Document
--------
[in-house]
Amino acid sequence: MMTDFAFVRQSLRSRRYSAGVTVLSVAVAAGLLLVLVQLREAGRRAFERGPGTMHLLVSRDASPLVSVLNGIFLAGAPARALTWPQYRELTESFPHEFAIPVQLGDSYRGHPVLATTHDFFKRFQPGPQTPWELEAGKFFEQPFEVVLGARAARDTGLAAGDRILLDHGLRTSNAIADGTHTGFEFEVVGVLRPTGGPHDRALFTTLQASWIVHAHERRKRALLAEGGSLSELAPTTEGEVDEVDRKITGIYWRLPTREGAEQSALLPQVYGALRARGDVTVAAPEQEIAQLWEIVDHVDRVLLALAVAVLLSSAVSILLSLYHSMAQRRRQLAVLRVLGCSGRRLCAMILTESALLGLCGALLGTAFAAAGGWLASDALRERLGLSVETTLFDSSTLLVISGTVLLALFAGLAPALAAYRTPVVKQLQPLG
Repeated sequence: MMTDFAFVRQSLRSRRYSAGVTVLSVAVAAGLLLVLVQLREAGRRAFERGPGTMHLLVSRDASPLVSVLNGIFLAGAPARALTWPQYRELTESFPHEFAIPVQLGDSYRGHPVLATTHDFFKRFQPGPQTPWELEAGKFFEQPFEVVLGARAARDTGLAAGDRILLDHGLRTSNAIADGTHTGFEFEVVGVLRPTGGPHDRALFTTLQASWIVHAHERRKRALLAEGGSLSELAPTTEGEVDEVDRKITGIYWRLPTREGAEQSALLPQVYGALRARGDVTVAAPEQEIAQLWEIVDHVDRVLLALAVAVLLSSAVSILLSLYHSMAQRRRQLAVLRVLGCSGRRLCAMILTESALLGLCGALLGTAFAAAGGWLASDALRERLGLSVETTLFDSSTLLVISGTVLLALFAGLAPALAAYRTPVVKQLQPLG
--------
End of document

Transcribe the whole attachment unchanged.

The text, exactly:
[in-house]
Amino acid sequence: MMTDFAFVRQSLRSRRYSAGVTVLSVAVAAGLLLVLVQLREAGRRAFERGPGTMHLLVSRDASPLVSVLNGIFLAGAPARALTWPQYRELTESFPHEFAIPVQLGDSYRGHPVLATTHDFFKRFQPGPQTPWELEAGKFFEQPFEVVLGARAARDTGLAAGDRILLDHGLRTSNAIADGTHTGFEFEVVGVLRPTGGPHDRALFTTLQASWIVHAHERRKRALLAEGGSLSELAPTTEGEVDEVDRKITGIYWRLPTREGAEQSALLPQVYGALRARGDVTVAAPEQEIAQLWEIVDHVDRVLLALAVAVLLSSAVSILLSLYHSMAQRRRQLAVLRVLGCSGRRLCAMILTESALLGLCGALLGTAFAAAGGWLASDALRERLGLSVETTLFDSSTLLVISGTVLLALFAGLAPALAAYRTPVVKQLQPLG
Repeated sequence: MMTDFAFVRQSLRSRRYSAGVTVLSVAVAAGLLLVLVQLREAGRRAFERGPGTMHLLVSRDASPLVSVLNGIFLAGAPARALTWPQYRELTESFPHEFAIPVQLGDSYRGHPVLATTHDFFKRFQPGPQTPWELEAGKFFEQPFEVVLGARAARDTGLAAGDRILLDHGLRTSNAIADGTHTGFEFEVVGVLRPTGGPHDRALFTTLQASWIVHAHERRKRALLAEGGSLSELAPTTEGEVDEVDRKITGIYWRLPTREGAEQSALLPQVYGALRARGDVTVAAPEQEIAQLWEIVDHVDRVLLALAVAVLLSSAVSILLSLYHSMAQRRRQLAVLRVLGCSGRRLCAMILTESALLGLCGALLGTAFAAAGGWLASDALRERLGLSVETTLFDSSTLLVISGTVLLALFAGLAPALAAYRTPVVKQLQPLG